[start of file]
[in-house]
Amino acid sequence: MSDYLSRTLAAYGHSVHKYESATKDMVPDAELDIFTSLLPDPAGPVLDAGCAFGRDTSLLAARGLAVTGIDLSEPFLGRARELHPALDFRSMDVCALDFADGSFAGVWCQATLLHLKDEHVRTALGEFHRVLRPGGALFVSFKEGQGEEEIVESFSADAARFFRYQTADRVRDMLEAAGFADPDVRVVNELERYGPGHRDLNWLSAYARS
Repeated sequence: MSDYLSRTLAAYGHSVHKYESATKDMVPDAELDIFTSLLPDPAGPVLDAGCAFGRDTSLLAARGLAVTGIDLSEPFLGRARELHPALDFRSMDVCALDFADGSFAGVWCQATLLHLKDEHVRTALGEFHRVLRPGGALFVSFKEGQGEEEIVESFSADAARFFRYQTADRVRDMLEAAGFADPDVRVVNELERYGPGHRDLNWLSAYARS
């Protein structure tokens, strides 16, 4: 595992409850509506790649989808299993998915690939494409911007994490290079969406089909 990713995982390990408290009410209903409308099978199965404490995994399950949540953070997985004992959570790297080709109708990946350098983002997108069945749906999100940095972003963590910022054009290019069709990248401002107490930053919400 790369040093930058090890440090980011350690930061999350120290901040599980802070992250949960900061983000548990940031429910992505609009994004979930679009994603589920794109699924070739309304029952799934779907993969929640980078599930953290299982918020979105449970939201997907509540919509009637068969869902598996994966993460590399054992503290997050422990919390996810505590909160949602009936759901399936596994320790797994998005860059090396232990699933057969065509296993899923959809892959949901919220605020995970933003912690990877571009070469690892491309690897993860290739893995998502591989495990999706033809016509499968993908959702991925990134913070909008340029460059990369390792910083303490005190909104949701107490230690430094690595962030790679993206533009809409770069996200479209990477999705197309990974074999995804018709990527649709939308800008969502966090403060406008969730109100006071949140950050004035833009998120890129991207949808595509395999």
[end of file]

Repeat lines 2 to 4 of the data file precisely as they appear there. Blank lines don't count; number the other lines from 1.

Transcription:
Amino acid sequence: MSDYLSRTLAAYGHSVHKYESATKDMVPDAELDIFTSLLPDPAGPVLDAGCAFGRDTSLLAARGLAVTGIDLSEPFLGRARELHPALDFRSMDVCALDFADGSFAGVWCQATLLHLKDEHVRTALGEFHRVLRPGGALFVSFKEGQGEEEIVESFSADAARFFRYQTADRVRDMLEAAGFADPDVRVVNELERYGPGHRDLNWLSAYARS
Repeated sequence: MSDYLSRTLAAYGHSVHKYESATKDMVPDAELDIFTSLLPDPAGPVLDAGCAFGRDTSLLAARGLAVTGIDLSEPFLGRARELHPALDFRSMDVCALDFADGSFAGVWCQATLLHLKDEHVRTALGEFHRVLRPGGALFVSFKEGQGEEEIVESFSADAARFFRYQTADRVRDMLEAAGFADPDVRVVNELERYGPGHRDLNWLSAYARS
């Protein structure tokens, strides 16, 4: 595992409850509506790649989808299993998915690939494409911007994490290079969406089909 990713995982390990408290009410209903409308099978199965404490995994399950949540953070997985004992959570790297080709109708990946350098983002997108069945749906999100940095972003963590910022054009290019069709990248401002107490930053919400 790369040093930058090890440090980011350690930061999350120290901040599980802070992250949960900061983000548990940031429910992505609009994004979930679009994603589920794109699924070739309304029952799934779907993969929640980078599930953290299982918020979105449970939201997907509540919509009637068969869902598996994966993460590399054992503290997050422990919390996810505590909160949602009936759901399936596994320790797994998005860059090396232990699933057969065509296993899923959809892959949901919220605020995970933003912690990877571009070469690892491309690897993860290739893995998502591989495990999706033809016509499968993908959702991925990134913070909008340029460059990369390792910083303490005190909104949701107490230690430094690595962030790679993206533009809409770069996200479209990477999705197309990974074999995804018709990527649709939308800008969502966090403060406008969730109100006071949140950050004035833009998120890129991207949808595509395999």